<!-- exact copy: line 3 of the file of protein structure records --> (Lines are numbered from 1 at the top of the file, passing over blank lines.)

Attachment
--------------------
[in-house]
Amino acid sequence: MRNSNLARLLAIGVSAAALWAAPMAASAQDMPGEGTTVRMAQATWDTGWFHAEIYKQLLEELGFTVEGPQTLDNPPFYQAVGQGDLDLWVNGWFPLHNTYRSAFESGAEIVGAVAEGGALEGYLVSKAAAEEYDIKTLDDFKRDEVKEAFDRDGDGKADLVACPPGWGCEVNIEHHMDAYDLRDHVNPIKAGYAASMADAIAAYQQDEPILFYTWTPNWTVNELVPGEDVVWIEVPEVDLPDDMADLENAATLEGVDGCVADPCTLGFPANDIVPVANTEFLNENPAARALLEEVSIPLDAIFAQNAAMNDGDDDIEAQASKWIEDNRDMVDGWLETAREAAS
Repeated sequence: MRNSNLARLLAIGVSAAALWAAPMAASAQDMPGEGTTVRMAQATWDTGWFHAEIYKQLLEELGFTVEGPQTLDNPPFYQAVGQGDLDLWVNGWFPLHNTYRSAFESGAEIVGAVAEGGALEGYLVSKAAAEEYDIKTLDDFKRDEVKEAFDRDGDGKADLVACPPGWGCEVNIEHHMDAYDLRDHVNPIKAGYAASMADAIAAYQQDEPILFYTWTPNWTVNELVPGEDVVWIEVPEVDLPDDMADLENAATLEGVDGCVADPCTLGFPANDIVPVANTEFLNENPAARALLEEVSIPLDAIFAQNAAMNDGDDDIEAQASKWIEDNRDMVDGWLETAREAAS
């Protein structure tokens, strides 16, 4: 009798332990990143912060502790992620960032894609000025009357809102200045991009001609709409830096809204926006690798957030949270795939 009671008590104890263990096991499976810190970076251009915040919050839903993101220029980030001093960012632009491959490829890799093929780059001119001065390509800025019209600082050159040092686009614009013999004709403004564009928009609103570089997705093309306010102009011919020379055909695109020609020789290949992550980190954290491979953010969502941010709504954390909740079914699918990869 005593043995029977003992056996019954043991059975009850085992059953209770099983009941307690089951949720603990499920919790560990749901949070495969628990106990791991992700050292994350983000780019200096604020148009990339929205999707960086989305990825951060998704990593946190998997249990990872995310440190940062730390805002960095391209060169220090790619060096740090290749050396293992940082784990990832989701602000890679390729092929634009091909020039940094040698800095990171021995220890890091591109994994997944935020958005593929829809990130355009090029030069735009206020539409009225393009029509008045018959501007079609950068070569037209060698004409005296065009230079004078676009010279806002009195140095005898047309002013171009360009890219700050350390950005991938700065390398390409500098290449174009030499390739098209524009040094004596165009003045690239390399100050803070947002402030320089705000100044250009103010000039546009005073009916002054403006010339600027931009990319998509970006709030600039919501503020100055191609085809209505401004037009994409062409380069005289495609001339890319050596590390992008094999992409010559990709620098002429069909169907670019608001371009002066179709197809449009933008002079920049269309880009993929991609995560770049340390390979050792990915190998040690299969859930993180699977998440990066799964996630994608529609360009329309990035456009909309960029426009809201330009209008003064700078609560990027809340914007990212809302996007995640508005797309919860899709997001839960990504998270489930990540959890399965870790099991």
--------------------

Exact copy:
Repeated sequence: MRNSNLARLLAIGVSAAALWAAPMAASAQDMPGEGTTVRMAQATWDTGWFHAEIYKQLLEELGFTVEGPQTLDNPPFYQAVGQGDLDLWVNGWFPLHNTYRSAFESGAEIVGAVAEGGALEGYLVSKAAAEEYDIKTLDDFKRDEVKEAFDRDGDGKADLVACPPGWGCEVNIEHHMDAYDLRDHVNPIKAGYAASMADAIAAYQQDEPILFYTWTPNWTVNELVPGEDVVWIEVPEVDLPDDMADLENAATLEGVDGCVADPCTLGFPANDIVPVANTEFLNENPAARALLEEVSIPLDAIFAQNAAMNDGDDDIEAQASKWIEDNRDMVDGWLETAREAAS